Matt Damon plays Bill Baker, who is the exact opposite of his character in The Martian. That astronaut wanted to “science the s***” out of his dilemma. The roughneck in this film stops working on oil rigs to try to free his daughter (Abigail Breslin) from a French prison, where she’s accused of murdering her female lover.
Upon first seeing Damon on screen sporting a goatee and a camouflage baseball cap...I thought he wouldn’t be able to pull off this hick Oklahoman dad. We watch as he struts through the airport, with an accent and worn jeans, and you soon forget it’s Damon. Once the story kicks into gear, he’s just a concerned dad.
In Oklahoma he does construction work and is looking for a new job, while eating fast food, visiting his mother, and drinking beer on the couch. In Marseille, he goes into Liam Neeson-lite mode. He’s trying to find the guy his daughter said murdered the woman in her apartment. He has a photo, but...with his southern accent and lack of understanding of the French language, he doesn’t get far. And he doesn’t have those butt kicking skills Liam has. In fact, in one scene, he takes a bit of a beating for going into the wrong neighborhood.
One pleasant surprise is, even with Bill as the butt of jokes among the French woman and her artsy, acting friends (“Did you vote for Trump?” “How many guns do you have?”), he doesn’t come across as the dumb hick stereotype. Perhaps credit can go to writer/director Tom McCarthy [I think Win Win, The StationAgent, and The Visitor are all brilliant films; his Oscar winning Spotlight was good, but highly overrated]. It was a smart choice for McCarthy to deal with the fish-out-of-water elements, and daughter/dad dynamics, instead of just trying to solve the mystery.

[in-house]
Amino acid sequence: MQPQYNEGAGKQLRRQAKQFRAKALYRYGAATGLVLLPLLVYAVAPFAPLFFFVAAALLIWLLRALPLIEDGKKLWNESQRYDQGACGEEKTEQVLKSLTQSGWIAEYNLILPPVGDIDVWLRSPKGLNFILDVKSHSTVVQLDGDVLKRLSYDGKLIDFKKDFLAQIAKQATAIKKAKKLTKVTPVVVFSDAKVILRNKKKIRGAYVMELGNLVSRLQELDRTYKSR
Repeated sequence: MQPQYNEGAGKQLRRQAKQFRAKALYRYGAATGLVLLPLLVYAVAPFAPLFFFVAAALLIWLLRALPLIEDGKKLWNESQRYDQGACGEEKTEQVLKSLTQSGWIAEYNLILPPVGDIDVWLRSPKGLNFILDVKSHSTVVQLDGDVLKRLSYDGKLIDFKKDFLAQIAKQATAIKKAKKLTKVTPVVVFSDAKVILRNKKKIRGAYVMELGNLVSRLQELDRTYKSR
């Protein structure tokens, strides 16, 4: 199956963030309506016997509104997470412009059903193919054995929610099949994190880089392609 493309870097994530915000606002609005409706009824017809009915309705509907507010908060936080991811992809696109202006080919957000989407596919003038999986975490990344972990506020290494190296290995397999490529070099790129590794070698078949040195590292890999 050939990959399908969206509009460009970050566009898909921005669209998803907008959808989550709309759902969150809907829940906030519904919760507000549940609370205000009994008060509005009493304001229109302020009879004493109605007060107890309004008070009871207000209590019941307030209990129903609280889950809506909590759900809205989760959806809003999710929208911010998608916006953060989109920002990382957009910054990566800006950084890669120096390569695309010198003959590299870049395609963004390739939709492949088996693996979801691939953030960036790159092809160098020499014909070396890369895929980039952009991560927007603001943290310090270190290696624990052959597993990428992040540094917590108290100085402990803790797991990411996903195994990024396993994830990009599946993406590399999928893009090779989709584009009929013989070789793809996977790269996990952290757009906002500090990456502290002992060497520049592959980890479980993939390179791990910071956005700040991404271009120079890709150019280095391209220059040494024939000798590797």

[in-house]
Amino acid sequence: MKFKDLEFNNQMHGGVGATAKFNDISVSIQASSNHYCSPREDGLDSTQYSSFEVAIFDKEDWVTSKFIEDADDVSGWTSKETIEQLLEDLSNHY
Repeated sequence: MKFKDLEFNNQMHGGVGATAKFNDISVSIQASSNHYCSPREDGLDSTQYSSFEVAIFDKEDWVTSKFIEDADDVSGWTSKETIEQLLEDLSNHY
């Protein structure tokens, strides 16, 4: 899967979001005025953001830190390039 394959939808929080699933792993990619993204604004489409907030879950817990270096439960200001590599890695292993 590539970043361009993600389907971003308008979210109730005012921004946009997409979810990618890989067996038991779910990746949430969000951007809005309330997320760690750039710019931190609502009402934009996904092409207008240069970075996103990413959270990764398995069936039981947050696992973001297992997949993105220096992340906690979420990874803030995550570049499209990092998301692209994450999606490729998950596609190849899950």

After Bill realizes that the judges and attorneys aren’t interesting in pursuing Akim, a guy at the party who may have been involved in the murder, he starts his own investigation. The friendship he has with Virginie (Camille Cottin) seems to work, even if you initially wonder why she’d spent so much time helping him. Yet it organically grows in a believable way, as we see how her daughter really takes to him, and she doesn’t have a father figure in her life.
That 8-year-old, Maya (Lilou Siavaud) is adorable, and we love watching these two start to bond. And just as we’re thinking Bill might be the best dad ever, we find out a bit about his past. And some of his current decisions aren’t the best, either. So, he babysits and fixes things in the house by day, and searches for Akim by night.
There were a few scenes that stressed me out, and had me on the edge of my seat. That’s rare for a movie of this type.
There were a few weak spots, though. It was two hours and 20 minutes, and didn’t need to be that long (although my wife and I were never bored). There are times it’s a bit hokey, and you can’t completely buy everything that’s happening. I also noticed that two different characters, at different times, said “As you wish.” Uh...I’m not watching ThePrincess Bride. And, one of my screenwriter pet peeves, is when different characters say a specific phrase. That’s lazy screenwriting.
This is a completely fictional story, inspired by the Amanda Knox case. It’s an interesting movie, and it seems Matt Damon channels David Keith (An Officer and a Gentleman) wonderfully.
I also thought of the song Never Been to Spain.
The lyrics in my head were changed to:
Well I’ve never been to Marseille, France/But I’ve been to Oklahoma
They say Jason Bourne’s from there/But I really don’t remember....
3 ½ stars out of 5.